Suburbia
 Tennis History
 The Environment
 The Great Depression
 National Recovery Administration
 WPA
 The Kennedys
 Jackie
 The Nanny State
 Titanic History
 Dime Novels
 Weed
 Winston Churchill
 Hollywood History
 Radio History
 Animation History
 Silent Movie History
 Blacklisting
 Twentieth Century Writers
 Charlie Chaplin
 Eugene O'Neill
 D.W. Griffith
 W.B. Yeats
 Diana Barrymore
 Douglas Fairbanks & Mary Pickford
 Gone with the Wind
 Greta Garbo
 It's A Wonderful Life
 Jane Russell
 Marilyn Monroe
 Newsreels
 Talkies 1930
 Walt Disney
 Early Television
 The Nazis
 Adolf Hitler
 Allies
 American Fascism
 Death Camps
 Education
 Haj Amin Al-husseini
 Hermann Goering
 Pseudotheology
 U.S. Army Uniforms of World War One
 Overseas Caps
 Trench Coats
 UFO Sightings
 Womens Suffrage
 Woodrow Wilson
 World War One
 African-Americans
 Aftermath
 Animals
 Armistice
 Armistice Day Battle
 Artists
 Belleau Wood
 Cartoons
 Cemeteries
 Censorship
 Chateau Thierry
 Doughboys
 Draft Dodgers
 Entertainment
 Fashion
 General John Pershing
 Inventions and Weapons
 Letters
 Lusitania
 Marines
 Poetry
 Poison Gas
 Posters
 Prelude
 Prisoners of War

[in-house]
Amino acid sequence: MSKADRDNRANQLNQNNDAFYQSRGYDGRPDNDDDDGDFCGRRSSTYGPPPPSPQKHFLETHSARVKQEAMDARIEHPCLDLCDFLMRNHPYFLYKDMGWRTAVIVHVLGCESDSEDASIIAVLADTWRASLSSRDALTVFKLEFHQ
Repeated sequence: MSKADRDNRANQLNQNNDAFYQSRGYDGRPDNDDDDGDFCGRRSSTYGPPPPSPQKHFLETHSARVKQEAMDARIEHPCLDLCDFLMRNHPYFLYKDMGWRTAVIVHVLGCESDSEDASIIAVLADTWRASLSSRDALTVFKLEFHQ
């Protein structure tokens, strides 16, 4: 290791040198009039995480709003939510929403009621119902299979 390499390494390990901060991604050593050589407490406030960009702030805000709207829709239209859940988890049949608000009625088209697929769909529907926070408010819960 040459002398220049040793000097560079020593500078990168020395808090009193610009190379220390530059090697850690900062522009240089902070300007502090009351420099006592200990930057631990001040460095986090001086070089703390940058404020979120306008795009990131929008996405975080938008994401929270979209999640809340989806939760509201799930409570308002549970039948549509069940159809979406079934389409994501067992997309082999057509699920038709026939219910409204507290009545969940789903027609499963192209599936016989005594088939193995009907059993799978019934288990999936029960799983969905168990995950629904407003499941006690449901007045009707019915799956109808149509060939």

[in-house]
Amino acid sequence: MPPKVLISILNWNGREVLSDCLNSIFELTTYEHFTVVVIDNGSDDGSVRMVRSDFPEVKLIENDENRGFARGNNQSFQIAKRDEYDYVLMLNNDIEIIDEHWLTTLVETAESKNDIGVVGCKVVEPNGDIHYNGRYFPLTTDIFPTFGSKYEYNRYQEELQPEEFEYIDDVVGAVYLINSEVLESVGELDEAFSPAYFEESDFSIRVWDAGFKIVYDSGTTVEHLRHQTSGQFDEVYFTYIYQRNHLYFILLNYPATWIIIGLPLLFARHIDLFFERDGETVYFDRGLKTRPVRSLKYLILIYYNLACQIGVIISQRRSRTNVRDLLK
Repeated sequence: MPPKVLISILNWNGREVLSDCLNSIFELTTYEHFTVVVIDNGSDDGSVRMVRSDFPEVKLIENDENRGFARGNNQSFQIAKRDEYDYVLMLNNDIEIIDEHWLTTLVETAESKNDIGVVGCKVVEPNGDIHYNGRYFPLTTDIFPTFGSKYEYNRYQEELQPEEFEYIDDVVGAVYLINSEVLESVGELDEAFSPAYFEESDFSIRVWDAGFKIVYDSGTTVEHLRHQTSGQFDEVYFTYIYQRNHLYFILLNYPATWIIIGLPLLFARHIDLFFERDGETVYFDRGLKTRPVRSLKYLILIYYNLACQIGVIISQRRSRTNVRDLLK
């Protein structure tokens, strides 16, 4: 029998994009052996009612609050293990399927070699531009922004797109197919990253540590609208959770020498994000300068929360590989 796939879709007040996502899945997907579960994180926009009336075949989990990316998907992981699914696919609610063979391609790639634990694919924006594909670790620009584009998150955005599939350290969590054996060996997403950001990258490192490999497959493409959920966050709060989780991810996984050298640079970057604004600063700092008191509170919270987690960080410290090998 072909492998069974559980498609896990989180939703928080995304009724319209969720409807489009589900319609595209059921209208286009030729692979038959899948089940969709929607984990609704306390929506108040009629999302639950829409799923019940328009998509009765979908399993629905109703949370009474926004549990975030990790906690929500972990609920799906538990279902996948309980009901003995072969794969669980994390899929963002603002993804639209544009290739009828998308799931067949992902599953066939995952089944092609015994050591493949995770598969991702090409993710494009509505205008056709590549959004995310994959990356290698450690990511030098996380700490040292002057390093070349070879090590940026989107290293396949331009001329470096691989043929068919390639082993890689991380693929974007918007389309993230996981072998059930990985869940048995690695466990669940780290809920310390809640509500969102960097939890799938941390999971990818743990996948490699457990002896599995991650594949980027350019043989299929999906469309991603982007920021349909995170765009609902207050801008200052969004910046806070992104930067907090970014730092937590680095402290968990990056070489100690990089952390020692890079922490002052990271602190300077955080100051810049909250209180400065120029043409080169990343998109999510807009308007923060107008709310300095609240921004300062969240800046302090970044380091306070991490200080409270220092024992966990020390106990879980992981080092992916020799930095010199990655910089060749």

Rail Guns
 Return
 Siberian Expedition
 Snipers
 Stars and Stripes Archive
 T.E. Lawrence
 Trench Warfare
 Versailles Treaty
 War Guilt
 Women
 Writing
 World War Two
 1930s Military Buildup
 African-American Service
 Aftermath
 American Traitors
 Animals
 Army Rangers
 Atomic Bombs
 Battle of the Bulge
 Brazil
 Combat Training
 D-Day
 Eastern Front
 Fashion
 France
 General Eisenhower
 General Marshall
 German Army Studies
 German Home Front
 Hollywood
 Home Front
 Iwo Jima
 Japanese Home Front
 Japanese Soldiers
 Japanese-American Internment
 Japanese-American Service
 Kamikaze Attacks
 Medal of Honor Recipients
 North Africa
 Paratroopers
 Pearl Harbor
 Photographers
 Post-War Japan
 POWs
 Spying
 Submarines
 The Enola Gay
 The USO
 VE Day
 VJ Day
 WACs
 War at Sea
 War Correspondents
 Weapons and Inventions
 Women
 The Cold War
 Berlin Blockade
 Cuba
 Spies
 The Korean War
 The Vietnam War
 
<
s